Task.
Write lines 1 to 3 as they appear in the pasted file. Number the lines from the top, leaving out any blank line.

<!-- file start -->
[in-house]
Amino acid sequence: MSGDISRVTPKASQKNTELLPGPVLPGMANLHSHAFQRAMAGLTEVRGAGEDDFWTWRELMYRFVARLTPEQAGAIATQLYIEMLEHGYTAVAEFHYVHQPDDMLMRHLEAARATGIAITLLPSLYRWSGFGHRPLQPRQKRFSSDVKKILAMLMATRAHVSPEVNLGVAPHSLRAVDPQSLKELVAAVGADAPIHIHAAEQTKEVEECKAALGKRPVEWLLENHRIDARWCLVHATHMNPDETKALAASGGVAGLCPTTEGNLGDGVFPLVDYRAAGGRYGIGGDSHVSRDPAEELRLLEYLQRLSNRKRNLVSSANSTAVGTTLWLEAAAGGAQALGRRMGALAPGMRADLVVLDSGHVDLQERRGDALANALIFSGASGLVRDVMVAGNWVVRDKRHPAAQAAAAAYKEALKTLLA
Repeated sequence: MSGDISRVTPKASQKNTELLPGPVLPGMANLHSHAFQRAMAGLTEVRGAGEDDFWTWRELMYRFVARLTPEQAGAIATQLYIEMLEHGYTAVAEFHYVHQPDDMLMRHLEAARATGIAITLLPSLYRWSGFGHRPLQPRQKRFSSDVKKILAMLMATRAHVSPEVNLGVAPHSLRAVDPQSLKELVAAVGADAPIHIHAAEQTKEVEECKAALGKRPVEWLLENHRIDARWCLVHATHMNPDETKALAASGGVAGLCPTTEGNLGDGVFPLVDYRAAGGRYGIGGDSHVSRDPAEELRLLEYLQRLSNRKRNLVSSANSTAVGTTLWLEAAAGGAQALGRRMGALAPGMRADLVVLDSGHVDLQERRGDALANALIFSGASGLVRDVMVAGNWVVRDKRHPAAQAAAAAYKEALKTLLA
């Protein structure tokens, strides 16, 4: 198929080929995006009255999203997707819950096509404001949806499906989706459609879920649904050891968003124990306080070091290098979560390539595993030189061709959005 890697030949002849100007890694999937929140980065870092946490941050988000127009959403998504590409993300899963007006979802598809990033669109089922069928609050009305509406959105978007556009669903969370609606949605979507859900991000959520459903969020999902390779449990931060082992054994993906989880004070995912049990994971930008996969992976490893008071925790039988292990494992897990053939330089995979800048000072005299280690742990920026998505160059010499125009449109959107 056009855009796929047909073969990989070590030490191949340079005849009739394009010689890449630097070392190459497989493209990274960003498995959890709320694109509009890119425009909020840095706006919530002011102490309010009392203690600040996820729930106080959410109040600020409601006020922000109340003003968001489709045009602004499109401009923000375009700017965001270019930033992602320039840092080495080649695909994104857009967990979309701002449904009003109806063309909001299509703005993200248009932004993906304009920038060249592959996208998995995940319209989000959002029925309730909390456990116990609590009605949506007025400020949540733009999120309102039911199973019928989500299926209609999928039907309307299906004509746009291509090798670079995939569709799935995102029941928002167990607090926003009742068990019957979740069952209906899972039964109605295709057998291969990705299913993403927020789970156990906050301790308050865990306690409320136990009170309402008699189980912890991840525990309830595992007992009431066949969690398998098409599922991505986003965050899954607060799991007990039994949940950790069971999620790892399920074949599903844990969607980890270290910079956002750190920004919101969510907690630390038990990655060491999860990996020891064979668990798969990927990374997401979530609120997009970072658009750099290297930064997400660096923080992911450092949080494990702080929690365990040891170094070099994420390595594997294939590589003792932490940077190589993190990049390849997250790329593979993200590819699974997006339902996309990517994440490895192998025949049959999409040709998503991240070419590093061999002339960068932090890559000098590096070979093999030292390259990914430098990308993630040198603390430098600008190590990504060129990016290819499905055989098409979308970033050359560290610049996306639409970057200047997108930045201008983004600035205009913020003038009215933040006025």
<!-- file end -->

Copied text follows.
[in-house]
Amino acid sequence: MSGDISRVTPKASQKNTELLPGPVLPGMANLHSHAFQRAMAGLTEVRGAGEDDFWTWRELMYRFVARLTPEQAGAIATQLYIEMLEHGYTAVAEFHYVHQPDDMLMRHLEAARATGIAITLLPSLYRWSGFGHRPLQPRQKRFSSDVKKILAMLMATRAHVSPEVNLGVAPHSLRAVDPQSLKELVAAVGADAPIHIHAAEQTKEVEECKAALGKRPVEWLLENHRIDARWCLVHATHMNPDETKALAASGGVAGLCPTTEGNLGDGVFPLVDYRAAGGRYGIGGDSHVSRDPAEELRLLEYLQRLSNRKRNLVSSANSTAVGTTLWLEAAAGGAQALGRRMGALAPGMRADLVVLDSGHVDLQERRGDALANALIFSGASGLVRDVMVAGNWVVRDKRHPAAQAAAAAYKEALKTLLA
Repeated sequence: MSGDISRVTPKASQKNTELLPGPVLPGMANLHSHAFQRAMAGLTEVRGAGEDDFWTWRELMYRFVARLTPEQAGAIATQLYIEMLEHGYTAVAEFHYVHQPDDMLMRHLEAARATGIAITLLPSLYRWSGFGHRPLQPRQKRFSSDVKKILAMLMATRAHVSPEVNLGVAPHSLRAVDPQSLKELVAAVGADAPIHIHAAEQTKEVEECKAALGKRPVEWLLENHRIDARWCLVHATHMNPDETKALAASGGVAGLCPTTEGNLGDGVFPLVDYRAAGGRYGIGGDSHVSRDPAEELRLLEYLQRLSNRKRNLVSSANSTAVGTTLWLEAAAGGAQALGRRMGALAPGMRADLVVLDSGHVDLQERRGDALANALIFSGASGLVRDVMVAGNWVVRDKRHPAAQAAAAAYKEALKTLLA